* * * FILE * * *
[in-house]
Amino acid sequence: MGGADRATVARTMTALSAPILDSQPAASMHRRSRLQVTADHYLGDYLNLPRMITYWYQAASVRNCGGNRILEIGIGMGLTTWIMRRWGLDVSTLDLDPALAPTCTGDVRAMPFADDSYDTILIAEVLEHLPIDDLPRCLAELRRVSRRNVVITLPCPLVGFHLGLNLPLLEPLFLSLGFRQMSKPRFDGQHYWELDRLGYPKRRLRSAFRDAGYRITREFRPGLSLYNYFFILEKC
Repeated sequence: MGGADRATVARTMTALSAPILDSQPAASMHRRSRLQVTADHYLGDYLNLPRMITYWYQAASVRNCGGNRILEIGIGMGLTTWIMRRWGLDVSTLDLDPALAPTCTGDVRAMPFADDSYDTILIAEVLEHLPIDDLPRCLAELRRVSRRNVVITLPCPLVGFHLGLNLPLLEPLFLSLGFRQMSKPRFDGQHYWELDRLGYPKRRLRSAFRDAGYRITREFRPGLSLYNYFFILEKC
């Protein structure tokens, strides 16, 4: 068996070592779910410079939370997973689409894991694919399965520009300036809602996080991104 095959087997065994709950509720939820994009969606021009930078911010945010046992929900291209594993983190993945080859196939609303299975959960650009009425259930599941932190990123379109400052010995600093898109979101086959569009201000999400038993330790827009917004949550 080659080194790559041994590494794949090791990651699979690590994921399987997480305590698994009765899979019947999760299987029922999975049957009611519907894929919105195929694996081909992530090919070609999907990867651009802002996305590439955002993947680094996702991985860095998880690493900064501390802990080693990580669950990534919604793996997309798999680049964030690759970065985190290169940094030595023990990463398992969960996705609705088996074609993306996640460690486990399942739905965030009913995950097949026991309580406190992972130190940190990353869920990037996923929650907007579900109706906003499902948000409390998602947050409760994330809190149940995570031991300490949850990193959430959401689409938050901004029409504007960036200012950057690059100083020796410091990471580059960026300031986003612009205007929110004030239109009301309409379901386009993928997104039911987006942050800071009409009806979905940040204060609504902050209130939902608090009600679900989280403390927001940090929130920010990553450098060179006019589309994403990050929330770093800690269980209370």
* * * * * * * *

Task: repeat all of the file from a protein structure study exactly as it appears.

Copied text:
[in-house]
Amino acid sequence: MGGADRATVARTMTALSAPILDSQPAASMHRRSRLQVTADHYLGDYLNLPRMITYWYQAASVRNCGGNRILEIGIGMGLTTWIMRRWGLDVSTLDLDPALAPTCTGDVRAMPFADDSYDTILIAEVLEHLPIDDLPRCLAELRRVSRRNVVITLPCPLVGFHLGLNLPLLEPLFLSLGFRQMSKPRFDGQHYWELDRLGYPKRRLRSAFRDAGYRITREFRPGLSLYNYFFILEKC
Repeated sequence: MGGADRATVARTMTALSAPILDSQPAASMHRRSRLQVTADHYLGDYLNLPRMITYWYQAASVRNCGGNRILEIGIGMGLTTWIMRRWGLDVSTLDLDPALAPTCTGDVRAMPFADDSYDTILIAEVLEHLPIDDLPRCLAELRRVSRRNVVITLPCPLVGFHLGLNLPLLEPLFLSLGFRQMSKPRFDGQHYWELDRLGYPKRRLRSAFRDAGYRITREFRPGLSLYNYFFILEKC
């Protein structure tokens, strides 16, 4: 068996070592779910410079939370997973689409894991694919399965520009300036809602996080991104 095959087997065994709950509720939820994009969606021009930078911010945010046992929900291209594993983190993945080859196939609303299975959960650009009425259930599941932190990123379109400052010995600093898109979101086959569009201000999400038993330790827009917004949550 080659080194790559041994590494794949090791990651699979690590994921399987997480305590698994009765899979019947999760299987029922999975049957009611519907894929919105195929694996081909992530090919070609999907990867651009802002996305590439955002993947680094996702991985860095998880690493900064501390802990080693990580669950990534919604793996997309798999680049964030690759970065985190290169940094030595023990990463398992969960996705609705088996074609993306996640460690486990399942739905965030009913995950097949026991309580406190992972130190940190990353869920990037996923929650907007579900109706906003499902948000409390998602947050409760994330809190149940995570031991300490949850990193959430959401689409938050901004029409504007960036200012950057690059100083020796410091990471580059960026300031986003612009205007929110004030239109009301309409379901386009993928997104039911987006942050800071009409009806979905940040204060609504902050209130939902608090009600679900989280403390927001940090929130920010990553450098060179006019589309994403990050929330770093800690269980209370």